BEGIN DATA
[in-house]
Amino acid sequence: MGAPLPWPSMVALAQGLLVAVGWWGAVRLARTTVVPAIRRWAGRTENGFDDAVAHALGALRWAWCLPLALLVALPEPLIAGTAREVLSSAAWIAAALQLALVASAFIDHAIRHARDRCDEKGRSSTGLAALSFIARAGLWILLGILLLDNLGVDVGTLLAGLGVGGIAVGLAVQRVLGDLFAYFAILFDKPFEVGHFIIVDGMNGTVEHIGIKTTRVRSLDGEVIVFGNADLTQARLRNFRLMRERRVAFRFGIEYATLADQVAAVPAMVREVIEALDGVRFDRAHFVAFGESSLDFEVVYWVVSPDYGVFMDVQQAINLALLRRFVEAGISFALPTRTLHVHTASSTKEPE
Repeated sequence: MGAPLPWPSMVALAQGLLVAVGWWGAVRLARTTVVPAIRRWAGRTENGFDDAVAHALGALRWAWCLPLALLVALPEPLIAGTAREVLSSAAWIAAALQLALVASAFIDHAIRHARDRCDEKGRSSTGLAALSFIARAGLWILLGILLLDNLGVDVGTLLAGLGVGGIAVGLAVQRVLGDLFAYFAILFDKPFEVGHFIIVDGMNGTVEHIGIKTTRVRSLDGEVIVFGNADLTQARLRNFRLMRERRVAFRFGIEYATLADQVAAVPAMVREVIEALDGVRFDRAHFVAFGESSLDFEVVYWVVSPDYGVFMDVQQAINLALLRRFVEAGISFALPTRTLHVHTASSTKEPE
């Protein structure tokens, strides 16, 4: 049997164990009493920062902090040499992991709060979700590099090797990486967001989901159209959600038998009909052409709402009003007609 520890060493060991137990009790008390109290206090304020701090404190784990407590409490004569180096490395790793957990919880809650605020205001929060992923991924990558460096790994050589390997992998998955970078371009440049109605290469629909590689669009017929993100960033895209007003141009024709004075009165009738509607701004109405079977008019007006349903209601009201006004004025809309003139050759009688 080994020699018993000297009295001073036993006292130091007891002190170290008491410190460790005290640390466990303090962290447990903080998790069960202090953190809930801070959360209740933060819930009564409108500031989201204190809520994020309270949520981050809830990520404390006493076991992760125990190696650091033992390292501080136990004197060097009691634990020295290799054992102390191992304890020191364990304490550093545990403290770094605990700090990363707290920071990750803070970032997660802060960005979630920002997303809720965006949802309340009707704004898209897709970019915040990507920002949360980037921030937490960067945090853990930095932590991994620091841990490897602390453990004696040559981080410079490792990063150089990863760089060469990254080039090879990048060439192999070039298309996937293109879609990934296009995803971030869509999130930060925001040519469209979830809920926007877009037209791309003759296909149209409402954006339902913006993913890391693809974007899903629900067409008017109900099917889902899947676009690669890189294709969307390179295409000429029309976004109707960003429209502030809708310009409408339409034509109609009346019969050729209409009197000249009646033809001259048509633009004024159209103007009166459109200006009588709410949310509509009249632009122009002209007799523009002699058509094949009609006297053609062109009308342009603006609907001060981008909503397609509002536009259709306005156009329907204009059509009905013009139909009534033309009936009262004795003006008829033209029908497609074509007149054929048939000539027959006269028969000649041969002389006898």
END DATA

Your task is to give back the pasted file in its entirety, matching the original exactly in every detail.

[in-house]
Amino acid sequence: MGAPLPWPSMVALAQGLLVAVGWWGAVRLARTTVVPAIRRWAGRTENGFDDAVAHALGALRWAWCLPLALLVALPEPLIAGTAREVLSSAAWIAAALQLALVASAFIDHAIRHARDRCDEKGRSSTGLAALSFIARAGLWILLGILLLDNLGVDVGTLLAGLGVGGIAVGLAVQRVLGDLFAYFAILFDKPFEVGHFIIVDGMNGTVEHIGIKTTRVRSLDGEVIVFGNADLTQARLRNFRLMRERRVAFRFGIEYATLADQVAAVPAMVREVIEALDGVRFDRAHFVAFGESSLDFEVVYWVVSPDYGVFMDVQQAINLALLRRFVEAGISFALPTRTLHVHTASSTKEPE
Repeated sequence: MGAPLPWPSMVALAQGLLVAVGWWGAVRLARTTVVPAIRRWAGRTENGFDDAVAHALGALRWAWCLPLALLVALPEPLIAGTAREVLSSAAWIAAALQLALVASAFIDHAIRHARDRCDEKGRSSTGLAALSFIARAGLWILLGILLLDNLGVDVGTLLAGLGVGGIAVGLAVQRVLGDLFAYFAILFDKPFEVGHFIIVDGMNGTVEHIGIKTTRVRSLDGEVIVFGNADLTQARLRNFRLMRERRVAFRFGIEYATLADQVAAVPAMVREVIEALDGVRFDRAHFVAFGESSLDFEVVYWVVSPDYGVFMDVQQAINLALLRRFVEAGISFALPTRTLHVHTASSTKEPE
């Protein structure tokens, strides 16, 4: 049997164990009493920062902090040499992991709060979700590099090797990486967001989901159209959600038998009909052409709402009003007609 520890060493060991137990009790008390109290206090304020701090404190784990407590409490004569180096490395790793957990919880809650605020205001929060992923991924990558460096790994050589390997992998998955970078371009440049109605290469629909590689669009017929993100960033895209007003141009024709004075009165009738509607701004109405079977008019007006349903209601009201006004004025809309003139050759009688 080994020699018993000297009295001073036993006292130091007891002190170290008491410190460790005290640390466990303090962290447990903080998790069960202090953190809930801070959360209740933060819930009564409108500031989201204190809520994020309270949520981050809830990520404390006493076991992760125990190696650091033992390292501080136990004197060097009691634990020295290799054992102390191992304890020191364990304490550093545990403290770094605990700090990363707290920071990750803070970032997660802060960005979630920002997303809720965006949802309340009707704004898209897709970019915040990507920002949360980037921030937490960067945090853990930095932590991994620091841990490897602390453990004696040559981080410079490792990063150089990863760089060469990254080039090879990048060439192999070039298309996937293109879609990934296009995803971030869509999130930060925001040519469209979830809920926007877009037209791309003759296909149209409402954006339902913006993913890391693809974007899903629900067409008017109900099917889902899947676009690669890189294709969307390179295409000429029309976004109707960003429209502030809708310009409408339409034509109609009346019969050729209409009197000249009646033809001259048509633009004024159209103007009166459109200006009588709410949310509509009249632009122009002209007799523009002699058509094949009609006297053609062109009308342009603006609907001060981008909503397609509002536009259709306005156009329907204009059509009905013009139909009534033309009936009262004795003006008829033209029908497609074509007149054929048939000539027959006269028969000649041969002389006898």